Imagine someone coming into your home, eating all your food, destroying your furniture, and then refusing to leave. Talk about an unwelcomed house guest, but it's actually a very accurate comparison of what can happen when an invasive species moves into an environment. Whether it's a plant, animal, or other organism (such as a microbe), when a non-native element is introduced into an ecosystem that's not prepared to handle such things, the impact is usually devastating, both in terms of wiping out habitats and generating significant financial losses as well. According to a recent report in "The Washington Post," invasive species are responsible for $120 billion in collateral damage each year, and sadly, most of these invasive species end up in the wrong place at the wrong time because of human action.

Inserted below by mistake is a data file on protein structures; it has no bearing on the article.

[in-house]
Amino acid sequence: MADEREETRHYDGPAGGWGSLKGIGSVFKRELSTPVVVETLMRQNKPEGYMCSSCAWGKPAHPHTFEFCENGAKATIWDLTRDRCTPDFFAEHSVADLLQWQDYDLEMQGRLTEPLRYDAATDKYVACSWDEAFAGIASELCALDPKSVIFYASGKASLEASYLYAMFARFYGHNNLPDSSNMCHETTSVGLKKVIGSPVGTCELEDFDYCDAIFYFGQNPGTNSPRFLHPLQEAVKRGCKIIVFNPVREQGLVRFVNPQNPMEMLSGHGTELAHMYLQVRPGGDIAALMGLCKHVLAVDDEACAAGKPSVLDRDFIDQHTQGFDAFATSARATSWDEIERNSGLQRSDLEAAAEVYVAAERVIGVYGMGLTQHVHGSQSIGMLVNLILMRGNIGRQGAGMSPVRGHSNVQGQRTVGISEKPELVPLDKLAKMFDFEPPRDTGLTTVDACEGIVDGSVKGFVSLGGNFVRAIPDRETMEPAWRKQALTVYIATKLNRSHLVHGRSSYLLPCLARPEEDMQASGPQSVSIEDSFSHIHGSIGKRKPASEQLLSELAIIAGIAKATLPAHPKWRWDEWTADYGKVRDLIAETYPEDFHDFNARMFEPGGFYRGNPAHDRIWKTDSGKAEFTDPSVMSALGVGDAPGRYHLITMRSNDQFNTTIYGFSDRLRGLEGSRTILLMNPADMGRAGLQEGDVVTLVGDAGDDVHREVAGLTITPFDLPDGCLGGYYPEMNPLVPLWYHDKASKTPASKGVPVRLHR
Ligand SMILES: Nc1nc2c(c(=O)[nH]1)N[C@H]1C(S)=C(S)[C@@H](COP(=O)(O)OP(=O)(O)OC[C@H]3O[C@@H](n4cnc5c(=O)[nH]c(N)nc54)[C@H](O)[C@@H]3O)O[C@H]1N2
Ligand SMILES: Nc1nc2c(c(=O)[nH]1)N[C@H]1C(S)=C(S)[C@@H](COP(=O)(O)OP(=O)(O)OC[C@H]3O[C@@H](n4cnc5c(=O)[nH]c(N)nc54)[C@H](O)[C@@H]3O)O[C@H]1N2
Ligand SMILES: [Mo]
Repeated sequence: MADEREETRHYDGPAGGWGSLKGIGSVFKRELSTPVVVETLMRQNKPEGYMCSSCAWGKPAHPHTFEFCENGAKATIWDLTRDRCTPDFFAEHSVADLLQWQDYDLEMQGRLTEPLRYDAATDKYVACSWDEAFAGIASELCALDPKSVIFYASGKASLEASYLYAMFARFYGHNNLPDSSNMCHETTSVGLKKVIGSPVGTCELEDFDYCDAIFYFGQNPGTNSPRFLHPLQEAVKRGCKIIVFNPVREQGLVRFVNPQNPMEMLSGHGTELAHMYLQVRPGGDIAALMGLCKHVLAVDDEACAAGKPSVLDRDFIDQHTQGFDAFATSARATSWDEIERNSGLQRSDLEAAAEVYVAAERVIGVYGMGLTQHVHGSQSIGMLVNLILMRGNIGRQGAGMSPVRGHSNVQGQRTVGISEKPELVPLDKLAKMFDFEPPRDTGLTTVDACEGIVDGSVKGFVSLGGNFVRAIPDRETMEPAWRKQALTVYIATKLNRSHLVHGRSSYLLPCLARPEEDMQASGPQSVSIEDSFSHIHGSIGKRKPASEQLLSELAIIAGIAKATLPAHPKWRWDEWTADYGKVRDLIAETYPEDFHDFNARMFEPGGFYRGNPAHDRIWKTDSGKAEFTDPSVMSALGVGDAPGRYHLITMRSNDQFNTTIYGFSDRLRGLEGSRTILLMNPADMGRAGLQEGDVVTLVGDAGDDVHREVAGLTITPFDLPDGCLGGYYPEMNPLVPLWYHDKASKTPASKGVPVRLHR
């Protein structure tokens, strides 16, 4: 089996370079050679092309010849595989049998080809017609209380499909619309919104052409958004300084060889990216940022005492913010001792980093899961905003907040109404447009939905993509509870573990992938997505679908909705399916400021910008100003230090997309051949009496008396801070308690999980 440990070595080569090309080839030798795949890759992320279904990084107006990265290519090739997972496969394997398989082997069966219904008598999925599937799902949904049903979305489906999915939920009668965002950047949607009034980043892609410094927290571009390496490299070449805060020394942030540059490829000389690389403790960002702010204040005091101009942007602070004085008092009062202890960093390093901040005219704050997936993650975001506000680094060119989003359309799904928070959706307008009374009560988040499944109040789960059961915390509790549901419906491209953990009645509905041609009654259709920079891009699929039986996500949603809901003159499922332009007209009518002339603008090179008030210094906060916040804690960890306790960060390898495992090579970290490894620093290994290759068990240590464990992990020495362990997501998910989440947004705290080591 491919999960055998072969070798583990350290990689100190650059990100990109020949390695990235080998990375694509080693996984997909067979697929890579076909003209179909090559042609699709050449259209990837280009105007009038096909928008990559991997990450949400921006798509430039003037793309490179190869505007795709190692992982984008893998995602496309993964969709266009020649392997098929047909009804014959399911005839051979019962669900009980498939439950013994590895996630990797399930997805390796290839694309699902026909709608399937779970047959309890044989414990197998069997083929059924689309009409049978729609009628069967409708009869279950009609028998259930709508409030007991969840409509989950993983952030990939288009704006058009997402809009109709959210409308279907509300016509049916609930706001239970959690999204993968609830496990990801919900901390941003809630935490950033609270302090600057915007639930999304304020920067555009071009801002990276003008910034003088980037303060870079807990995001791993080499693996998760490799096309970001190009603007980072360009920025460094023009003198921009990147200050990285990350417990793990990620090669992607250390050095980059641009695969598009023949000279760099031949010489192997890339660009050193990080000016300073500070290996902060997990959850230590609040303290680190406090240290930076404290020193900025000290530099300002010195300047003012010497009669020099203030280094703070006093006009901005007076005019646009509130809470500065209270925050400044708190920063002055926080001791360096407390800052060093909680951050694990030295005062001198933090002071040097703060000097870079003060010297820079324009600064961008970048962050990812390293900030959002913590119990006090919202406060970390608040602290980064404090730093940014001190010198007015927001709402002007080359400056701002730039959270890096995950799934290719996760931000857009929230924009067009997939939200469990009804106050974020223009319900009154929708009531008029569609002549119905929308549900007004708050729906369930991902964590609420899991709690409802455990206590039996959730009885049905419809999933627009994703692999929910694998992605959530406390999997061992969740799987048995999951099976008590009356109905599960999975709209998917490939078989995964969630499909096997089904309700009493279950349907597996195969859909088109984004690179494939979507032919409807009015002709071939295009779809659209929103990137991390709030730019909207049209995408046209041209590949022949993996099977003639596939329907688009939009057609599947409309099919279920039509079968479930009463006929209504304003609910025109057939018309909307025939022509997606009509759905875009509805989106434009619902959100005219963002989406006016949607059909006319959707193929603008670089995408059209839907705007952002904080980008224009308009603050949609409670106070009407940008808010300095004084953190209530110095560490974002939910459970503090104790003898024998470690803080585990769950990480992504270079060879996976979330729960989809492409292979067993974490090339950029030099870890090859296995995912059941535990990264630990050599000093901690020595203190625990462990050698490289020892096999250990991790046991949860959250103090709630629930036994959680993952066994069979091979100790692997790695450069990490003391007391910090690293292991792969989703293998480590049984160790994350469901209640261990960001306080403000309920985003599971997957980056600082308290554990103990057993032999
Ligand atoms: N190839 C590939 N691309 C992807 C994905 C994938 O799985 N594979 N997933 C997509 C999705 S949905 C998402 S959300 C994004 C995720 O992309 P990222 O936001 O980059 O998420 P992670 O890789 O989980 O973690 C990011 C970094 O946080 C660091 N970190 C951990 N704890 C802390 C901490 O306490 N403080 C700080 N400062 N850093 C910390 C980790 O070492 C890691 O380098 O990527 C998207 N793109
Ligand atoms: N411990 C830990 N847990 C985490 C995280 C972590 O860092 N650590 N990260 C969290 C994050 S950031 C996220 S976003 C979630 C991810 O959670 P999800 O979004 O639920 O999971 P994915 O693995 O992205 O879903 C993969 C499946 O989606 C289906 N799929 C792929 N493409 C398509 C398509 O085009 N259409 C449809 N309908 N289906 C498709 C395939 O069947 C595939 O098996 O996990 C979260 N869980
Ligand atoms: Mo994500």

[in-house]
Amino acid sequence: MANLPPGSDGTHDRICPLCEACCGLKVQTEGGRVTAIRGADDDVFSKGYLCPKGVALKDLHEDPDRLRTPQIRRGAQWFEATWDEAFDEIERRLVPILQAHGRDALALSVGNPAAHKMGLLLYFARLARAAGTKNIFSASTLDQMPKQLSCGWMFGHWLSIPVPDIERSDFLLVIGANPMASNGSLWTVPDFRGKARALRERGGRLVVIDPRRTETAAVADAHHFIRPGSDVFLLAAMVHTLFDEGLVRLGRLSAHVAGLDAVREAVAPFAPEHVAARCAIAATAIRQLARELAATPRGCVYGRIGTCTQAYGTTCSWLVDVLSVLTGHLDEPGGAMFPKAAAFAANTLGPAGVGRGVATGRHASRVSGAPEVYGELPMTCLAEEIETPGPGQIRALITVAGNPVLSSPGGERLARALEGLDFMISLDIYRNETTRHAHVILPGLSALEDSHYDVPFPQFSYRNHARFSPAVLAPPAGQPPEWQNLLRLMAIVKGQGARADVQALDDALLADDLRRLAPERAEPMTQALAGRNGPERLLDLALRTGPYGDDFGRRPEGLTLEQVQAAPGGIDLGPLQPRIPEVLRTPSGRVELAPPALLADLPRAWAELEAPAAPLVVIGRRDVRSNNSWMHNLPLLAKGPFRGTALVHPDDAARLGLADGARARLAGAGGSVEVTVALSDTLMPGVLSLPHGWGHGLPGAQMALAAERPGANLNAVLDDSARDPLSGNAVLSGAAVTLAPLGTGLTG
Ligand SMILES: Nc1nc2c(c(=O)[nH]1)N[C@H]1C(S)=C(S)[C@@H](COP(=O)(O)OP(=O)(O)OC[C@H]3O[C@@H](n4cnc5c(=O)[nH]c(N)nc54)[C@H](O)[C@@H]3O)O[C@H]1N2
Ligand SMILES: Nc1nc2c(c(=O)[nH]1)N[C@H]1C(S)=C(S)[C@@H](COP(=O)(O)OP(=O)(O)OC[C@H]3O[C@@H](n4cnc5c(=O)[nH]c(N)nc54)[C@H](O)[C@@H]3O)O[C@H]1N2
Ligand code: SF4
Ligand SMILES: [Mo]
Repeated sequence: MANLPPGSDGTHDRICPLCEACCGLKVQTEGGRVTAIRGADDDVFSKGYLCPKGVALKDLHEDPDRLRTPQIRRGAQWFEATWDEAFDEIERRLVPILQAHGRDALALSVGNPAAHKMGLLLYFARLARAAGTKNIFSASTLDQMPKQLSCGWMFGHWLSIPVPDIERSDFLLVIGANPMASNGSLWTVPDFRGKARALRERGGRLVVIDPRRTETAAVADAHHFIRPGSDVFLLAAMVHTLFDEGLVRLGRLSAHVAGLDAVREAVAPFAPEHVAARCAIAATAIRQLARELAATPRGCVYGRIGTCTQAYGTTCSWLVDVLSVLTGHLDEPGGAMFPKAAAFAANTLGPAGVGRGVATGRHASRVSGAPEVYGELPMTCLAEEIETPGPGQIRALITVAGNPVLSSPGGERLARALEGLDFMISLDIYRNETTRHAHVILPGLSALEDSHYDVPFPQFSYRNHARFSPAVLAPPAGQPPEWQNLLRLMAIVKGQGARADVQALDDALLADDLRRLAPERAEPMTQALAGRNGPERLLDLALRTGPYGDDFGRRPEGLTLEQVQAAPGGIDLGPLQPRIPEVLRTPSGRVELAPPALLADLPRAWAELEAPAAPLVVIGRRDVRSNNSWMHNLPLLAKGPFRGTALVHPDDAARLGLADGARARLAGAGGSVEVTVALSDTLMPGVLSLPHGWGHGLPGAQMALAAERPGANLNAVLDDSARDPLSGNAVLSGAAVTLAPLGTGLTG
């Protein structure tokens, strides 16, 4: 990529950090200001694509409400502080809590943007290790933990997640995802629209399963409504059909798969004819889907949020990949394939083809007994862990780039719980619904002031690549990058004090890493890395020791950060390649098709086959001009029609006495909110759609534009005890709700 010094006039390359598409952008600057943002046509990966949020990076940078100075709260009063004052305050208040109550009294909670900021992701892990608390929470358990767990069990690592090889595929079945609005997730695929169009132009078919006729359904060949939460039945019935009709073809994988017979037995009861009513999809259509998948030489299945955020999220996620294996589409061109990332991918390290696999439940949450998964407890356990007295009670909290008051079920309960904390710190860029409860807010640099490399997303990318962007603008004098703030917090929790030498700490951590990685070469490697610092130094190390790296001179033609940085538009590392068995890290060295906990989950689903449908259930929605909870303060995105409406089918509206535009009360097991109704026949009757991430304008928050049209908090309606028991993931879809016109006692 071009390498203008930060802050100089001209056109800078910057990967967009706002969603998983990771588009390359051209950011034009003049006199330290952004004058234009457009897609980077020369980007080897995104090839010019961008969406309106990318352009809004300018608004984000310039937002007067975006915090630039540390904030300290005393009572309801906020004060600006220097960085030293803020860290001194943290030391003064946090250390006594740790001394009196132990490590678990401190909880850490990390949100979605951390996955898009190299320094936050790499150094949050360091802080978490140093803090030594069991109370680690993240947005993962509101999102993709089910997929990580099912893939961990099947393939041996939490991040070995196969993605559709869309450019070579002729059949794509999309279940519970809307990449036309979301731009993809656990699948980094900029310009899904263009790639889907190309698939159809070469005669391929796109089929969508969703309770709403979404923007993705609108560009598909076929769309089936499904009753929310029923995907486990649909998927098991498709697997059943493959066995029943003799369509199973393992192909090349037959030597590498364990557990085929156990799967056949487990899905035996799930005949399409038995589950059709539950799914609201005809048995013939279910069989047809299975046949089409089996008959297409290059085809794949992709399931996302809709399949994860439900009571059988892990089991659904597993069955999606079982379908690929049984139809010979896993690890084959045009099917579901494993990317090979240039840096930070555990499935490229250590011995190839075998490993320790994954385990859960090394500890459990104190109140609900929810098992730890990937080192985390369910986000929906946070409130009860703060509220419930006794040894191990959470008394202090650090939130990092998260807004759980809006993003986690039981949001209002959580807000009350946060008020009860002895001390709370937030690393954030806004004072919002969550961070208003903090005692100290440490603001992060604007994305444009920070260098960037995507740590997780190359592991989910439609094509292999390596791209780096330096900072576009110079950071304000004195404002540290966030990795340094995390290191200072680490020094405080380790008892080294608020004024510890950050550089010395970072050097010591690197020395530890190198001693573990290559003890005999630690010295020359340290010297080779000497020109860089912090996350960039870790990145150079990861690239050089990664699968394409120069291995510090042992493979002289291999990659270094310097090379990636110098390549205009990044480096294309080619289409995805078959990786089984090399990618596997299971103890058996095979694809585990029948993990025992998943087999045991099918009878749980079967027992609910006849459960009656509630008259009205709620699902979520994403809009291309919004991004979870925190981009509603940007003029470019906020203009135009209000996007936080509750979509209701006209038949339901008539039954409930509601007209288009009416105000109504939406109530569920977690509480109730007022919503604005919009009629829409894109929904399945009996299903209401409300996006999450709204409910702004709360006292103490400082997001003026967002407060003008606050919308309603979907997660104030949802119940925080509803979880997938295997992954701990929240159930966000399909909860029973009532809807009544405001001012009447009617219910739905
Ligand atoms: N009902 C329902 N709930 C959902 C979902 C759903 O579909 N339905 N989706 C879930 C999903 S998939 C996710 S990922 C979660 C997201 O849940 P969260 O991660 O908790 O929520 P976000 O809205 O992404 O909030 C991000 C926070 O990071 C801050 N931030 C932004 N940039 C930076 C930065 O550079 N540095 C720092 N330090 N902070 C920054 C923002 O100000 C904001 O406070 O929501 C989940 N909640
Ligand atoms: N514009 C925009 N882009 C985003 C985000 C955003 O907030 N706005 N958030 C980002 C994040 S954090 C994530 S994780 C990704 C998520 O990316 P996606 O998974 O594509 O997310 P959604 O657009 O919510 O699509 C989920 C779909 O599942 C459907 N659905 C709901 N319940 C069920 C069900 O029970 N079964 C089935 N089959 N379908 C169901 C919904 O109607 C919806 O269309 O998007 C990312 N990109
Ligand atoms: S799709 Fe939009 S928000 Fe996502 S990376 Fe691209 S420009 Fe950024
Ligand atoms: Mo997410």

Nutria Meat. While Nutria meat can be cooked a wide variety of ways it can be on the tough side thus improves with low, moist heat. One common meat it is compared to is rabbit though the taste is closer to dark turkey meat. Raw Nutria meat has more protein per serving than ground beef and is much lower in fat than farm-raised catfish.
Nutria, also called Bayou Rabbit, are almost entirely vegetarians and only eat animal material by mistake, such as insects on the plants they feed on. Nutria eat approximately 25% of their body weight daily and prefer several small meals to one large one. The plump base of plants are preferred as food, but they will not pass up choice entire plants or several different parts of a plant including roots, rhizomes, and tubers.
Nutria are not RATS. They do share the same taxonomic order, as do about 40% of all mammals, including squirrels, beaver, and guinea pigs. Nutria are most closely related to porcupines or South American capybaras (but taste much better!).
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